Post-Petition Mortgage Payments–Good Records are Key

31 Jul Post-Petition Mortgage Payments–Good Records are Key

When you file a Chapter 13 to restructure your debts, you usually keep making your regular mortgage payments.

In some districts, you make those payments to the Chapter 13 trustee, essentially consolidating all you debt payment. In those districts the trustee is referred to a conduit for mortgage payments. In others, you make your mortgage payments directly to the mortgage company, if you want to keep your home.

If you don’t, your mortgage company will file a motion, called a motion for relief from stay, asking the bankruptcy court to end the automatic stay that prevents actions against you or your property while you are in bankruptcy. If the court grants the motion, your lender can proceed with, or resume, their foreclosure action.

What if you get such a motion and you don’t think you are behind in payments? It is critical that you respond promptly, and if you have been keeping good records of your payments to the mortgage company, you will be able to respond quickly and completely. (In a conduit district, the trustee will have the relevant records.) You will need to produce records of payment (canceled checks, bank statements showing bank drafts, etc). If you have mailed payments, it may be helpful to have records of mailing.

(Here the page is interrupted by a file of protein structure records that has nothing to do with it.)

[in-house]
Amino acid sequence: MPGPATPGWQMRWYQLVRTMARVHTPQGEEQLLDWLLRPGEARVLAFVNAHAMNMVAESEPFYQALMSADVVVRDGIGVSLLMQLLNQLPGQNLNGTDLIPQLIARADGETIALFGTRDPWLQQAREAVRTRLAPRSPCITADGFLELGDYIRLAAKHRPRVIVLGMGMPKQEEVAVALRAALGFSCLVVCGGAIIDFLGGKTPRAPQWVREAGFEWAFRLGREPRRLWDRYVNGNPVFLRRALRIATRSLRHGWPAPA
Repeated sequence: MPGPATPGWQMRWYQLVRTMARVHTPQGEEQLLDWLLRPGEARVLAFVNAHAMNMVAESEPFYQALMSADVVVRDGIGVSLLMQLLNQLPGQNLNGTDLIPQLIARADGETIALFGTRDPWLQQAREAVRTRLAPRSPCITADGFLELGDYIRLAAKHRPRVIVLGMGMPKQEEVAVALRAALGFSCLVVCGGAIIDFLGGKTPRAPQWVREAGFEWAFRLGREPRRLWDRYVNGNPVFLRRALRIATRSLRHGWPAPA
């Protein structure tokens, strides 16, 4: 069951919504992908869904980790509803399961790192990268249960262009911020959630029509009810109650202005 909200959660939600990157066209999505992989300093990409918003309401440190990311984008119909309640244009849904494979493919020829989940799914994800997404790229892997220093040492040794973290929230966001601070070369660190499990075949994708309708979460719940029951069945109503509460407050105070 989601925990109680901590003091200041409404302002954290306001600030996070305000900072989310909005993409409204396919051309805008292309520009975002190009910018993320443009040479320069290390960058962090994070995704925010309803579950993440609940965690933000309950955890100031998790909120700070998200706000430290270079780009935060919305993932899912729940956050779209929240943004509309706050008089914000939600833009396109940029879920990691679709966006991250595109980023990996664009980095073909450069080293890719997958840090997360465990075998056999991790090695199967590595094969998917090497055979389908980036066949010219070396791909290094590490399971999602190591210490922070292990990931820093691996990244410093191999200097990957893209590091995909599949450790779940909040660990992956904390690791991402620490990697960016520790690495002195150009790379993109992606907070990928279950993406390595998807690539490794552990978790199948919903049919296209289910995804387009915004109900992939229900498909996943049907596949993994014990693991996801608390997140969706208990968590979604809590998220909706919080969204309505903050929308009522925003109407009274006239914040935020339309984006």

Your attorney will help you prepare a response to a motion for relief from stay, and will help present our records of payments to the court if necessary. Banks and other lenders are just as prone to mistakes as the rest of us are, and your attorney will also know what documentation to request from the lender and how to read those documents to protect your interests and your home.

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Däna (pronounced "Donna") Wilkinson, has been a bankruptcy lawyer in South Carolina for 20 years. She is certified as a bankruptcy specialist by the South Carolina Supreme Court.
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